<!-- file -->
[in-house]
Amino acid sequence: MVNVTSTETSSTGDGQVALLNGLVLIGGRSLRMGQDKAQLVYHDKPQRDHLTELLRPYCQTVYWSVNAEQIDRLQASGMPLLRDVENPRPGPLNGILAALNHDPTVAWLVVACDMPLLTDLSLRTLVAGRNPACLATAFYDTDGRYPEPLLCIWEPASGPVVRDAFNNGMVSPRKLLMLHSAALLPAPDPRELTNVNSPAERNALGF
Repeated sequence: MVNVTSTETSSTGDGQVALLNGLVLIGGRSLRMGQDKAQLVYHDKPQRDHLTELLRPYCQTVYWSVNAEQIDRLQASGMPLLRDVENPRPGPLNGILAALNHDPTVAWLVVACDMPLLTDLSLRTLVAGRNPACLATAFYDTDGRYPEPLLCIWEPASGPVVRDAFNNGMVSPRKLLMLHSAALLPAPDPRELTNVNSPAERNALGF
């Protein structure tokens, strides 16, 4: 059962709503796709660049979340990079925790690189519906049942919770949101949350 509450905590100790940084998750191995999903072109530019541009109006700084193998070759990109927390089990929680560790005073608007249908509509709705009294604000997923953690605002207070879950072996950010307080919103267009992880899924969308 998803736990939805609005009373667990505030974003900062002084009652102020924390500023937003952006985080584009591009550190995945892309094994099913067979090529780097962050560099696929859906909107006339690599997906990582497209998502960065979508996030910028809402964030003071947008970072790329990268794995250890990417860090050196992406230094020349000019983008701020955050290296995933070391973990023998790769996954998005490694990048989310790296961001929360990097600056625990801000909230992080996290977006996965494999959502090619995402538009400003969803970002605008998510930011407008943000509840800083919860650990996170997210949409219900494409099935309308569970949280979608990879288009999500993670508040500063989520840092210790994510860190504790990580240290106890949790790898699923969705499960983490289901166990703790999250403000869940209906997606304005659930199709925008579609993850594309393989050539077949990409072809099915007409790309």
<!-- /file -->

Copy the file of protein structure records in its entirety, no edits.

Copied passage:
[in-house]
Amino acid sequence: MVNVTSTETSSTGDGQVALLNGLVLIGGRSLRMGQDKAQLVYHDKPQRDHLTELLRPYCQTVYWSVNAEQIDRLQASGMPLLRDVENPRPGPLNGILAALNHDPTVAWLVVACDMPLLTDLSLRTLVAGRNPACLATAFYDTDGRYPEPLLCIWEPASGPVVRDAFNNGMVSPRKLLMLHSAALLPAPDPRELTNVNSPAERNALGF
Repeated sequence: MVNVTSTETSSTGDGQVALLNGLVLIGGRSLRMGQDKAQLVYHDKPQRDHLTELLRPYCQTVYWSVNAEQIDRLQASGMPLLRDVENPRPGPLNGILAALNHDPTVAWLVVACDMPLLTDLSLRTLVAGRNPACLATAFYDTDGRYPEPLLCIWEPASGPVVRDAFNNGMVSPRKLLMLHSAALLPAPDPRELTNVNSPAERNALGF
């Protein structure tokens, strides 16, 4: 059962709503796709660049979340990079925790690189519906049942919770949101949350 509450905590100790940084998750191995999903072109530019541009109006700084193998070759990109927390089990929680560790005073608007249908509509709705009294604000997923953690605002207070879950072996950010307080919103267009992880899924969308 998803736990939805609005009373667990505030974003900062002084009652102020924390500023937003952006985080584009591009550190995945892309094994099913067979090529780097962050560099696929859906909107006339690599997906990582497209998502960065979508996030910028809402964030003071947008970072790329990268794995250890990417860090050196992406230094020349000019983008701020955050290296995933070391973990023998790769996954998005490694990048989310790296961001929360990097600056625990801000909230992080996290977006996965494999959502090619995402538009400003969803970002605008998510930011407008943000509840800083919860650990996170997210949409219900494409099935309308569970949280979608990879288009999500993670508040500063989520840092210790994510860190504790990580240290106890949790790898699923969705499960983490289901166990703790999250403000869940209906997606304005659930199709925008579609993850594309393989050539077949990409072809099915007409790309």